Christian Living


America's Growing Need to Solve Its 'God Less' Problem

Chris Carpenter - Director of Internet Programming

CBN.com - Todd Starnes certainly has opinions. As the host of Fox News & Commentary heard daily on hundreds or radio stations nationwide, the Mississippi native receives ample opportunity to wax poetic on the issues that affect every day Americans.

One issue that troubles him deeply is that religious liberty is being undermined. The principles and concepts upon which America is built are under fire. Simply put, we are living in an age where what we thought was right is now wrong and vice versa.

In his new book, God Less America, Starnes takes the reader on a journey through several documented attacks on traditional values. With his trademark wit and wisdom, Starnes poses many critical questions about today’s culture wars that the faith community must address.

I recently sat down with Starnes to discuss the root causes of these issues, why pastors seem to be afraid to confront these attacks at times, and what Christians can do about it.

In your book, God Less America you write about many of the issues that seems to be directly confronting Christendom today.  At a very high level, what’s happening across our country right now?

I think that we’re experiencing a war on religious liberty, specifically a war that’s targeted to Christian faith. And this is a war that the mainstream media refuses to cover. I’m really not surprised when people read my book and they say, “We had no idea the extent of this war.” And that was really the point of writing this book is to compile all of the evidence together so that people could take a look at the overall narrative and understand, hey, wait a second, something isn’t right here.

So, with that said, why do you think we’re increasingly living in a country where wrong is right and right is becoming wrong?

The opening line of the book sums it up … “I feel like a Duck Dynasty guy living in a Miley Cyrus world.” And I feel like a lot of other people feel that way as well, that something is just not right. And you know, as I discovered in my writing, I believe the issue here is traditional American values are under attack. And you know, when you go back to our Founding Fathers, the Judeo-Christian philosophies flavored the founding of our country. There is no way around that.  And when you remove that element, that flavoring, that seasoning from our Constitution, from our Bill of Rights, then it’s a free-for-all.  I think that’s what we were experiencing here is just a morality free-for-all. We have no moral compass in this country anymore. It’s been taken away from us by the courts and by the public school system.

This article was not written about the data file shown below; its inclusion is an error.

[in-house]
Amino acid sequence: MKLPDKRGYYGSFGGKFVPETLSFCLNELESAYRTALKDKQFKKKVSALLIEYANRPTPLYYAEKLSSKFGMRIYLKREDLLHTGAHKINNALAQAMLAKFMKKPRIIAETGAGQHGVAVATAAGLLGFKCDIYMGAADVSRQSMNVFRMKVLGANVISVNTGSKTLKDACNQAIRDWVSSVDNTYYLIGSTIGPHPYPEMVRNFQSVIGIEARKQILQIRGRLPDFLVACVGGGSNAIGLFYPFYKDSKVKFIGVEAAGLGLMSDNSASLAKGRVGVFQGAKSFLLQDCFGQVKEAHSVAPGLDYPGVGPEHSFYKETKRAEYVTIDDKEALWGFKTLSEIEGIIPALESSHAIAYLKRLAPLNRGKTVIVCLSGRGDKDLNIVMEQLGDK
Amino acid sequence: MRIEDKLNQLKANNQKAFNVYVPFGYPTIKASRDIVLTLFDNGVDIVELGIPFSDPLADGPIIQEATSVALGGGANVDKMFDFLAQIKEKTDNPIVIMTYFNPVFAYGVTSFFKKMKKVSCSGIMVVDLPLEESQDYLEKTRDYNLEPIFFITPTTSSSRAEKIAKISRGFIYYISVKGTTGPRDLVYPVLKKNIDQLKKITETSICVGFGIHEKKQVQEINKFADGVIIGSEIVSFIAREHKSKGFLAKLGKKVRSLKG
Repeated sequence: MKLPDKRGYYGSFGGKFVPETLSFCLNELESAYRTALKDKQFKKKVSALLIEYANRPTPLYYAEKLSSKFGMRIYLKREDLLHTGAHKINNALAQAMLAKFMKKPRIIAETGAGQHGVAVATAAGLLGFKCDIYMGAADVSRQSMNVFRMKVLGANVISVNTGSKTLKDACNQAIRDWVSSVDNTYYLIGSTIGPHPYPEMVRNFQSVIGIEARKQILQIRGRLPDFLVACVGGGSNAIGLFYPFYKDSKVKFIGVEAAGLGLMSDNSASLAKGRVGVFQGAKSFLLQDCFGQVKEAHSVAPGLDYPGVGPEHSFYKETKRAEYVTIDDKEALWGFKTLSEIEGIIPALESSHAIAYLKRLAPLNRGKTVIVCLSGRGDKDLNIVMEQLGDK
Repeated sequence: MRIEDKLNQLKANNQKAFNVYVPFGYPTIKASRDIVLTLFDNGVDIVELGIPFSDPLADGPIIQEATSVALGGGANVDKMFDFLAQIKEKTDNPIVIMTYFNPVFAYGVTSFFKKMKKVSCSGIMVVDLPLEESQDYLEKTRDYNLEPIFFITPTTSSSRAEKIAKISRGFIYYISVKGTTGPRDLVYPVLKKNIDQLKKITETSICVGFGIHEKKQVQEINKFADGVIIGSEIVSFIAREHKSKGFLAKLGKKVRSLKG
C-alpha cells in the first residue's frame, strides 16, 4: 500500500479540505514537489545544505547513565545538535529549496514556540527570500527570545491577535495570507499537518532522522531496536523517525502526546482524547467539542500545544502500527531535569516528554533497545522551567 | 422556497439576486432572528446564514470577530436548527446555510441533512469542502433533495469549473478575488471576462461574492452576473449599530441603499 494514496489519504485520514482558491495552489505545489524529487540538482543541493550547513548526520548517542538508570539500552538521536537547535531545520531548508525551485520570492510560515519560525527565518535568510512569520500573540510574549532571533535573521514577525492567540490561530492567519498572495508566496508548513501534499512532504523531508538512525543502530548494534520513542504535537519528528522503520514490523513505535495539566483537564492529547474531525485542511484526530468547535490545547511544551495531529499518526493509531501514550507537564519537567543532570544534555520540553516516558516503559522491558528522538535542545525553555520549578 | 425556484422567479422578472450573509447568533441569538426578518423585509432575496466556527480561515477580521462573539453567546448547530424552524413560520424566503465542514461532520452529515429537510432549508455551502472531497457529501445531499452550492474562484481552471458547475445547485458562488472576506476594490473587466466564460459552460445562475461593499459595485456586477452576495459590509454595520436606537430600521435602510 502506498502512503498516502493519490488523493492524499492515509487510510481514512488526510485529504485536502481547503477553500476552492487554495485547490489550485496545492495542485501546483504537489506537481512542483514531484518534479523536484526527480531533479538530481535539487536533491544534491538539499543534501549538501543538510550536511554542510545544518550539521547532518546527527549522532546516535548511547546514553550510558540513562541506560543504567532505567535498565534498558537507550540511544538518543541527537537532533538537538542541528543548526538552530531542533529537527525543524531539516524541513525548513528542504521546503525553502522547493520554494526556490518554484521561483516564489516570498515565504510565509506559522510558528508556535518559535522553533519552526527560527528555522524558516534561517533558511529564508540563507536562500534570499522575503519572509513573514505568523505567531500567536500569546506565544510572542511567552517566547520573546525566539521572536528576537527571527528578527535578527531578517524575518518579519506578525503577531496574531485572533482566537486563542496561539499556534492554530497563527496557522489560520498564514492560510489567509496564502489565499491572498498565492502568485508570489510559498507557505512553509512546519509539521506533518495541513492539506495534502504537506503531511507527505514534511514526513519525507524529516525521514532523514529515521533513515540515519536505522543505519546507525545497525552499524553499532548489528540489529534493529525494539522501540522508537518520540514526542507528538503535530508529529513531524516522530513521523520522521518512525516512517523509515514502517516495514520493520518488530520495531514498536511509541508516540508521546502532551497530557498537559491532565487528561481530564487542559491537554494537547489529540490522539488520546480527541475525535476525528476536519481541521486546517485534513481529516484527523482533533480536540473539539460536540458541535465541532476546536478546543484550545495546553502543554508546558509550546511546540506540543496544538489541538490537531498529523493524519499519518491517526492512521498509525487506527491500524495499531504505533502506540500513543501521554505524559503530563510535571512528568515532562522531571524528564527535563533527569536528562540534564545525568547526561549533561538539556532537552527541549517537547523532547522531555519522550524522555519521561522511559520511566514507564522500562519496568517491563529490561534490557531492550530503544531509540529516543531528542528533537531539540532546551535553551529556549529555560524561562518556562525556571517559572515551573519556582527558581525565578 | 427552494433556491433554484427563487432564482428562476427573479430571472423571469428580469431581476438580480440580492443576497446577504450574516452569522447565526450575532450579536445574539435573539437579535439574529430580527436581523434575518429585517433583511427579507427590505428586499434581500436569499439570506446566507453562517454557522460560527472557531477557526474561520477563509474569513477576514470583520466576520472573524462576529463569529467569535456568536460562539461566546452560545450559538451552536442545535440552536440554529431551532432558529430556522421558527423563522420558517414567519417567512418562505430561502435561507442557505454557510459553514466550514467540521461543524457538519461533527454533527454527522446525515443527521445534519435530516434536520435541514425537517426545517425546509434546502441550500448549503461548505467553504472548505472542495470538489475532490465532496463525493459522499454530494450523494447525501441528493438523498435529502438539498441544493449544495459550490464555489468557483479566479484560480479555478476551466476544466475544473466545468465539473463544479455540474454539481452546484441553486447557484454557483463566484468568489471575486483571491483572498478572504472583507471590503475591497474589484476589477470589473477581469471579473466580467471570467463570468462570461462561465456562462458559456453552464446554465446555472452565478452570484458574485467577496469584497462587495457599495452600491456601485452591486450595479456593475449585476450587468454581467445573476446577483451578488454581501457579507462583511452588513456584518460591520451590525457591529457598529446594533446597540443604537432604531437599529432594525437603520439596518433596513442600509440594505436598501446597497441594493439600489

Do you think there’s any one single root that we can point to, or are there multiple things causing these issues?

There are multiple things going on, but I highlight two significant areas in the book: number one is the United States military, because really what happens in the military, I mean, they teach leadership and when people leave the military, many of them go on to lead companies or to be in positions of leadership in the general population. And under the Obama Administration, we have seen a significant increase in the attacks on religious liberty within the armed forces. Attorneys that have been appointed at the Pentagon have basically been trying to eradicate Christianity from the ranks. I’ll give you a quick example as I write about in the book. There were training sessions, diversity training seminars where our soldiers were told that evangelical Christianity and Roman Catholicism are examples of religious extremism, right over there with Al Qaeda and Hamas.

As a collective group, what can Christians do about this?

That’s the million-dollar question.  Look, it’s a tough one. There will be Christians who read my book and say we ought not to be talking about this. We should accept the persecution without complaint as if to usher in the Second Coming of Christ, and I understand that philosophy.  But if I wanted to be persecuted, I would go and live in China, be a part of the underground church there. I live in America where we do have religious freedom. So, I think that for me, I think the call for Christians is number-one to pray and to respond in a spirit of love, not anger and hate. But at the same time I suspect that we’re moving towards a time when Christians may be forced to engage in acts of civil disobedience to protect religious liberty in this country.  We’re starting to hear some very high profile pastors in this country start talking in those terms, and that should disturb many Christians.

I see that you’ve devoted a chapter to the Chick-fil-A saga from a couple of years ago. Why is their story so significant in the big picture of things?